In an attempt to keep public debt in control, the Vietnamese government may stop guaranteeing state-owned enterprises' loans.
The Ministry of Finance has said in its recent proposal that the government needs to stop guaranteeing such loans for new projects starting next year and increase its overseeing of loans assigned to existing ones.
The goal is to reduce these government-backed loans to 15.6 percent of public debt by the end of 2020, it said.
Figures showed SOEs borrowed nearly US$21 billion with the government's guarantee as of the end of last year, or 17.6 percent of public debt.
In 2011-15, the government guaranteed $15.6 billion in loans for 35 projects of SOEs, a three-fold increase from 2007-10, according to the finance ministry.
Electricity of Vietnam, oil giant PetroVietnam and national carrier Vietnam Airlines were among top borrowers backed by the government, it said.
In another move, the ministry also sought to reduce government-guaranteed bonds issued by the Vietnam Development Bank and the Vietnam Bank for Social Policies over the next four years.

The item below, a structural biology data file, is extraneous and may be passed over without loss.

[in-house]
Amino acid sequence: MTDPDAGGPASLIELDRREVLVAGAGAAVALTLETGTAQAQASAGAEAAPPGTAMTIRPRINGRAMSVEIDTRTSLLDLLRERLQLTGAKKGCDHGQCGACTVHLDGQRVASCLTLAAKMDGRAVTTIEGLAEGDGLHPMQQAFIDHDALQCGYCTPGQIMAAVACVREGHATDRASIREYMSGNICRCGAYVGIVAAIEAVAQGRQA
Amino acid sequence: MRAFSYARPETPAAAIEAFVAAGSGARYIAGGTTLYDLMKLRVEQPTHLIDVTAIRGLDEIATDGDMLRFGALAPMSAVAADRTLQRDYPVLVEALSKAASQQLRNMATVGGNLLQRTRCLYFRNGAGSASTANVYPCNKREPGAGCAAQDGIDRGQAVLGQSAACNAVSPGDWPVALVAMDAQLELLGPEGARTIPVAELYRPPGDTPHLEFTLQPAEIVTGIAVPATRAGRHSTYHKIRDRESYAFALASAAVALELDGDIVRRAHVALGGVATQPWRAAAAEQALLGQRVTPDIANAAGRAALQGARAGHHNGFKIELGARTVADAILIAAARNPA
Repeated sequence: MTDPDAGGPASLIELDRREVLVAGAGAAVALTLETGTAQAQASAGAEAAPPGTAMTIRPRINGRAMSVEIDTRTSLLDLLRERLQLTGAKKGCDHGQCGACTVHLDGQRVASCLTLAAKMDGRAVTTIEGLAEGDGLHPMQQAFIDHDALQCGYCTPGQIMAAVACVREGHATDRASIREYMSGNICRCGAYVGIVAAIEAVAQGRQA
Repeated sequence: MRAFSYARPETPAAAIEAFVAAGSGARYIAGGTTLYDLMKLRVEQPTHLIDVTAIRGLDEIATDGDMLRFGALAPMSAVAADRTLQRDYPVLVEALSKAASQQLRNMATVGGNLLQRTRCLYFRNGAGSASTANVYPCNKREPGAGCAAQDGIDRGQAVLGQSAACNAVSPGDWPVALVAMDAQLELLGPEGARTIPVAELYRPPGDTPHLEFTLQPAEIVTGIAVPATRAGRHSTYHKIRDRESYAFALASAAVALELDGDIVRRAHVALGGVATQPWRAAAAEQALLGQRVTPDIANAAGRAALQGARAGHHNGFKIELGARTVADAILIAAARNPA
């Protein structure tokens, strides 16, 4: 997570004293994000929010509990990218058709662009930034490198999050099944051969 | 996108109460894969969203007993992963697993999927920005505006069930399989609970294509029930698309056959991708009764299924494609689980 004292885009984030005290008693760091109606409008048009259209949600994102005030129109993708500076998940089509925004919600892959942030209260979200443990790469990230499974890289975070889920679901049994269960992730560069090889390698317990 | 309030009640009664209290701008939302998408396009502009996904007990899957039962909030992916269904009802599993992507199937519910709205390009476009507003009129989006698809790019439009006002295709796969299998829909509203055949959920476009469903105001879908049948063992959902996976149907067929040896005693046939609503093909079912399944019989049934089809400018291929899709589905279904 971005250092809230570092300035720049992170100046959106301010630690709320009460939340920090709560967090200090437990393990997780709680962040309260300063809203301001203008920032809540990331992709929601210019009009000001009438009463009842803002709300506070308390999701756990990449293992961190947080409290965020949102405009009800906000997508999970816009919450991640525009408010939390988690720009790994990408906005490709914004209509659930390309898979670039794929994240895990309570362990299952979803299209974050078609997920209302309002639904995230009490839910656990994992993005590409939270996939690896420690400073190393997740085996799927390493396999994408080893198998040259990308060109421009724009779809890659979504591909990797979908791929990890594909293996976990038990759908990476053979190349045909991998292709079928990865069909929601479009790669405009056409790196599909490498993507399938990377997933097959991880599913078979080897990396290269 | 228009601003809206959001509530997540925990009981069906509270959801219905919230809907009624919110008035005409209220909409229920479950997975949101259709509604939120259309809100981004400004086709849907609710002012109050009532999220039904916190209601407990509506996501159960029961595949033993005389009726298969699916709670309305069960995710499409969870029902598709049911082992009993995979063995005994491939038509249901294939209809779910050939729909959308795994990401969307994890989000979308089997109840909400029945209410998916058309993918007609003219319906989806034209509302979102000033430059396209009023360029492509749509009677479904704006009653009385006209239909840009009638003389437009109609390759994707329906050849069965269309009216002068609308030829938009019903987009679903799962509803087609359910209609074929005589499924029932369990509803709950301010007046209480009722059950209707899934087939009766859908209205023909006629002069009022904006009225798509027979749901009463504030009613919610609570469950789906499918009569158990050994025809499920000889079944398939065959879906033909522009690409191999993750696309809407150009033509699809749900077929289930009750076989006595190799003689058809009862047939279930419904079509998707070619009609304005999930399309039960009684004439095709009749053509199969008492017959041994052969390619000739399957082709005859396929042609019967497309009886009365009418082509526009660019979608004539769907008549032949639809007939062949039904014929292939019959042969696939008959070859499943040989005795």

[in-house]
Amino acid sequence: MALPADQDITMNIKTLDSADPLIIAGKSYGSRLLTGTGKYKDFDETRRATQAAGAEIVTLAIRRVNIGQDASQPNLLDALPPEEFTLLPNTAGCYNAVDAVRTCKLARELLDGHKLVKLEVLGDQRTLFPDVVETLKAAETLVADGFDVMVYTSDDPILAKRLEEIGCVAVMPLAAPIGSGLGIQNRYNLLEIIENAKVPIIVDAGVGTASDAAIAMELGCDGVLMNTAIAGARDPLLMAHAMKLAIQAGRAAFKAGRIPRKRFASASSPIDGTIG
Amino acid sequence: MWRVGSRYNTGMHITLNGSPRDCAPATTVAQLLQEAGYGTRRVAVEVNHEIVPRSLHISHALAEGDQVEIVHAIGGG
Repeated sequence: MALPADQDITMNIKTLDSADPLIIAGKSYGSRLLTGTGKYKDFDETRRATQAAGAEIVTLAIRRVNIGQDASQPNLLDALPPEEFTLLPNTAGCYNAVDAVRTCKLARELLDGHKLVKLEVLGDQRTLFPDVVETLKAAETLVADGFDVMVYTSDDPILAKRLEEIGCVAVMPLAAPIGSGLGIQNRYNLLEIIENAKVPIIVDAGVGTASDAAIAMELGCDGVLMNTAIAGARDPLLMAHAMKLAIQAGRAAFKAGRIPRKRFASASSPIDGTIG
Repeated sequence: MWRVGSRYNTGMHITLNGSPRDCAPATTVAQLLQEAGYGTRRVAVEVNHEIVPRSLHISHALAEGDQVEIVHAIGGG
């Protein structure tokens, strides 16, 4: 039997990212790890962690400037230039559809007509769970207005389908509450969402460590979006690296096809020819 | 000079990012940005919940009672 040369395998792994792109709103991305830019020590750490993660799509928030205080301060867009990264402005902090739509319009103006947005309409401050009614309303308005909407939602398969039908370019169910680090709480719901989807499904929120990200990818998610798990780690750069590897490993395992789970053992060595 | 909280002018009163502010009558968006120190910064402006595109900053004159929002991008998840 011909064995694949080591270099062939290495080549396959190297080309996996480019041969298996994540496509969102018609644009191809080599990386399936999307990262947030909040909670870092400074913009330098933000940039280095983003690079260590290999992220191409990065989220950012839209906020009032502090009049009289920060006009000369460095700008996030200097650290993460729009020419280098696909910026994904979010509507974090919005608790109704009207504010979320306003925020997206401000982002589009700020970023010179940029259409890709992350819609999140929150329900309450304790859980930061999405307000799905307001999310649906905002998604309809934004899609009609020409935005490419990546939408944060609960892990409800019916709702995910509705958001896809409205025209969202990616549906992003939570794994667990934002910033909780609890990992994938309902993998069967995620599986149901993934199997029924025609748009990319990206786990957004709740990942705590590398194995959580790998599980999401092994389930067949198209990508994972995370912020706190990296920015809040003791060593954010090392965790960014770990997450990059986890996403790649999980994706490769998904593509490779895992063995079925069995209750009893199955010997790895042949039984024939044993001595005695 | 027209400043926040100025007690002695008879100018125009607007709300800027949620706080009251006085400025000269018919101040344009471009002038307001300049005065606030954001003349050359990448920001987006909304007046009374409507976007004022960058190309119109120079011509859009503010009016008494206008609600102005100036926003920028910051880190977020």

The growth of the banks' outstanding bonds, estimated at around VND161.47 trillion at the end of last year, must be slowed down to 4-6 percent a year from 10 percent at the moment, according to the ministry.
It is "a big risk" when the banks issue more bonds with a maturity of less than five years and then provide loans to projects with terms of seven to 10 years, it said.
Latest figures released by the government in May showed Vietnam's public debt was equivalent to 62.2 percent of GDP.
It will rise to 63.8 percent at the end of this year, and then 64.7 percent in 2018, or slightly lower than the threshold of 65 percent, according to the World Bank's projections.